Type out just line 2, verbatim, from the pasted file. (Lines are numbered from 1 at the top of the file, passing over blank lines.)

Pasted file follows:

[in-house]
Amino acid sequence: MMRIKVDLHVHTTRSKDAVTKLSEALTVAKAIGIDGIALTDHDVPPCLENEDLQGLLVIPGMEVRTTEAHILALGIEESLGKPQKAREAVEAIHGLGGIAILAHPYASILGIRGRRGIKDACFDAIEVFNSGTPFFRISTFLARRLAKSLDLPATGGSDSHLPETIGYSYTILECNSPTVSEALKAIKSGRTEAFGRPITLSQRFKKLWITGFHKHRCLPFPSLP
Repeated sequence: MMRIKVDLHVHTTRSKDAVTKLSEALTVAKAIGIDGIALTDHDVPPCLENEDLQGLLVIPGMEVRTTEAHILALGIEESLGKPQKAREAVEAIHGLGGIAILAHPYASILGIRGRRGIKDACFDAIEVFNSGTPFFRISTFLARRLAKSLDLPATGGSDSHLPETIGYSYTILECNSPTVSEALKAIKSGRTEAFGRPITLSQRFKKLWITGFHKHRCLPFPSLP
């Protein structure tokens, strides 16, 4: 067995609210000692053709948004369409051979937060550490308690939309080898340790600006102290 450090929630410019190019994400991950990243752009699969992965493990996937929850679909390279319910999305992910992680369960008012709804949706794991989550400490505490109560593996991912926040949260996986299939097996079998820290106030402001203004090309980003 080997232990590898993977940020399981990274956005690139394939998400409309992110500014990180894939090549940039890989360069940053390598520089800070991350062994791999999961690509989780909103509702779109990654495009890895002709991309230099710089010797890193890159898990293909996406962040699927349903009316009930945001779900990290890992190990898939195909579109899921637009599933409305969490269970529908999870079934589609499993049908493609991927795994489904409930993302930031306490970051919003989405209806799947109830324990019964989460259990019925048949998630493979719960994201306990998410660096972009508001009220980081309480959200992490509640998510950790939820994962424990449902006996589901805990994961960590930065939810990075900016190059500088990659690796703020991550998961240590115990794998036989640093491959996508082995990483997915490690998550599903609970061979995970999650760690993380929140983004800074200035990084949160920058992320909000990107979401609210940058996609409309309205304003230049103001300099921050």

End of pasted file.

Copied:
Amino acid sequence: MMRIKVDLHVHTTRSKDAVTKLSEALTVAKAIGIDGIALTDHDVPPCLENEDLQGLLVIPGMEVRTTEAHILALGIEESLGKPQKAREAVEAIHGLGGIAILAHPYASILGIRGRRGIKDACFDAIEVFNSGTPFFRISTFLARRLAKSLDLPATGGSDSHLPETIGYSYTILECNSPTVSEALKAIKSGRTEAFGRPITLSQRFKKLWITGFHKHRCLPFPSLP